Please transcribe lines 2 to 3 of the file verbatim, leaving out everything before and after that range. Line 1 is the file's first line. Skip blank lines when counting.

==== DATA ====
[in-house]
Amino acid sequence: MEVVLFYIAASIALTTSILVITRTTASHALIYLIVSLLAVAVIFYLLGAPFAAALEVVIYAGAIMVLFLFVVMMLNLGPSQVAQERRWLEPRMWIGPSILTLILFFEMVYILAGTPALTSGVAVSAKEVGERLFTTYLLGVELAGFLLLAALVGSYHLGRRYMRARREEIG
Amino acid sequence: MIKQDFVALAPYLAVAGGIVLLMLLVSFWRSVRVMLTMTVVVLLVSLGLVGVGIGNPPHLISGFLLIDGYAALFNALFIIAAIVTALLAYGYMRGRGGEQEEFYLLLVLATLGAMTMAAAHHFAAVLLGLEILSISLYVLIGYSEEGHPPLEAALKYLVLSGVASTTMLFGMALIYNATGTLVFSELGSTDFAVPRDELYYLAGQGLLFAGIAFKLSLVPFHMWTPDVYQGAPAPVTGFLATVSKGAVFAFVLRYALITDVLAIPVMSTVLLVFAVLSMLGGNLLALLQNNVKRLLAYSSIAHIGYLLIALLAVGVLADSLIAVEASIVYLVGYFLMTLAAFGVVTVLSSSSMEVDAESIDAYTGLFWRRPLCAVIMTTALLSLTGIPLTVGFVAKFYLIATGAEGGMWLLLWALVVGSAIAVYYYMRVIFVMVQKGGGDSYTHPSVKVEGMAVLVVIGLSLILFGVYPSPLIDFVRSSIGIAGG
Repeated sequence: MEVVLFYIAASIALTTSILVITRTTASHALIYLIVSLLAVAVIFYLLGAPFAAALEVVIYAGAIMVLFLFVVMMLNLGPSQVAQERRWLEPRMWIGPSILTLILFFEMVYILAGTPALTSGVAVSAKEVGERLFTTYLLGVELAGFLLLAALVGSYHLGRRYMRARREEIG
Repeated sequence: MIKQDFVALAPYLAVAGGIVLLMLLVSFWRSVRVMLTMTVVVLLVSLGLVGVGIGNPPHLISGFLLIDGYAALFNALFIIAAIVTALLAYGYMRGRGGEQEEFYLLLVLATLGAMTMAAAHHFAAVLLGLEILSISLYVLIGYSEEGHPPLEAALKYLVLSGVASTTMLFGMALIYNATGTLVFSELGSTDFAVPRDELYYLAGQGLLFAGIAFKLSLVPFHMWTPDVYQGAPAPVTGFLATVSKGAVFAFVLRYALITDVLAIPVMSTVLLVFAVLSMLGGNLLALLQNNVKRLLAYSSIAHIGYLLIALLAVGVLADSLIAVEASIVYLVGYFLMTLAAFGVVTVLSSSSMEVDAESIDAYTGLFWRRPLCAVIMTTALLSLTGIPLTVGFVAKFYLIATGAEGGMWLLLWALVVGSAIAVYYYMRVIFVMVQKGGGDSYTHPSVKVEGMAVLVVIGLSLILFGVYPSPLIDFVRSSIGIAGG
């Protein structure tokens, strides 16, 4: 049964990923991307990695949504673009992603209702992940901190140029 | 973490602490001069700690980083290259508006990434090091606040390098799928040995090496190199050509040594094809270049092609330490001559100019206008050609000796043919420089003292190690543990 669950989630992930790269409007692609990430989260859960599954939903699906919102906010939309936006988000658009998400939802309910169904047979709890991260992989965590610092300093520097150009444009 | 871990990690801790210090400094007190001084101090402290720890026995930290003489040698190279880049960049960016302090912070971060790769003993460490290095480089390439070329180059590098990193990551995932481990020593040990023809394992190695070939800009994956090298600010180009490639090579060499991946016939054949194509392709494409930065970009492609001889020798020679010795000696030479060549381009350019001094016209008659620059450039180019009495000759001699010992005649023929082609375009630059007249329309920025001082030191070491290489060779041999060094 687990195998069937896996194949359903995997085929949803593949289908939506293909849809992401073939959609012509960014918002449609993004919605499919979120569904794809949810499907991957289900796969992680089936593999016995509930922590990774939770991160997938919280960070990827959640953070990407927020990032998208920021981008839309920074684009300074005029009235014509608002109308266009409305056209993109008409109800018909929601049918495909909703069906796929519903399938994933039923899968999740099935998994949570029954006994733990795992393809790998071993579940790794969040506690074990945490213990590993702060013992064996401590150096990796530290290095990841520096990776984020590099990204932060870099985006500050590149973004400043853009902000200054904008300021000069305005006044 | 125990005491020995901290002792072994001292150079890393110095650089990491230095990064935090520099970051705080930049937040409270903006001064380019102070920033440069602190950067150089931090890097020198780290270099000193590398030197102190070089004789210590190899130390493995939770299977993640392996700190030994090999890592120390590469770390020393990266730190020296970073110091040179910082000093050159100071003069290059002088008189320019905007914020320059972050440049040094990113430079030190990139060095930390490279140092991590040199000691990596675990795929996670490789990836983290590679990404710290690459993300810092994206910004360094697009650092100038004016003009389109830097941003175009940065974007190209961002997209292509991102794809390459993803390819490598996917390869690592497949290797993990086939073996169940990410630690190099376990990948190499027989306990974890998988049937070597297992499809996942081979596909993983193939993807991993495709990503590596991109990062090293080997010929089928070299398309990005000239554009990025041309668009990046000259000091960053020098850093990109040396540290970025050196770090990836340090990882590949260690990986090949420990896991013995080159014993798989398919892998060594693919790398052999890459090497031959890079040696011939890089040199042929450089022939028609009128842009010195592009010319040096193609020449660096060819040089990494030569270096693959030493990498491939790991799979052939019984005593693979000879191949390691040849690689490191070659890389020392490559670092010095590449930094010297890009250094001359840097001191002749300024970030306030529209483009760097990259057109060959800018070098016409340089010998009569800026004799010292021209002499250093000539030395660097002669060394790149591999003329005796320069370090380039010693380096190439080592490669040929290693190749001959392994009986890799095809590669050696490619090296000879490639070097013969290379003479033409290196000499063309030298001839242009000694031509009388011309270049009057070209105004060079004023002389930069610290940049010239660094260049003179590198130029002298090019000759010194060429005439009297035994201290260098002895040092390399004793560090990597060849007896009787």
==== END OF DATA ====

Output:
Amino acid sequence: MEVVLFYIAASIALTTSILVITRTTASHALIYLIVSLLAVAVIFYLLGAPFAAALEVVIYAGAIMVLFLFVVMMLNLGPSQVAQERRWLEPRMWIGPSILTLILFFEMVYILAGTPALTSGVAVSAKEVGERLFTTYLLGVELAGFLLLAALVGSYHLGRRYMRARREEIG
Amino acid sequence: MIKQDFVALAPYLAVAGGIVLLMLLVSFWRSVRVMLTMTVVVLLVSLGLVGVGIGNPPHLISGFLLIDGYAALFNALFIIAAIVTALLAYGYMRGRGGEQEEFYLLLVLATLGAMTMAAAHHFAAVLLGLEILSISLYVLIGYSEEGHPPLEAALKYLVLSGVASTTMLFGMALIYNATGTLVFSELGSTDFAVPRDELYYLAGQGLLFAGIAFKLSLVPFHMWTPDVYQGAPAPVTGFLATVSKGAVFAFVLRYALITDVLAIPVMSTVLLVFAVLSMLGGNLLALLQNNVKRLLAYSSIAHIGYLLIALLAVGVLADSLIAVEASIVYLVGYFLMTLAAFGVVTVLSSSSMEVDAESIDAYTGLFWRRPLCAVIMTTALLSLTGIPLTVGFVAKFYLIATGAEGGMWLLLWALVVGSAIAVYYYMRVIFVMVQKGGGDSYTHPSVKVEGMAVLVVIGLSLILFGVYPSPLIDFVRSSIGIAGG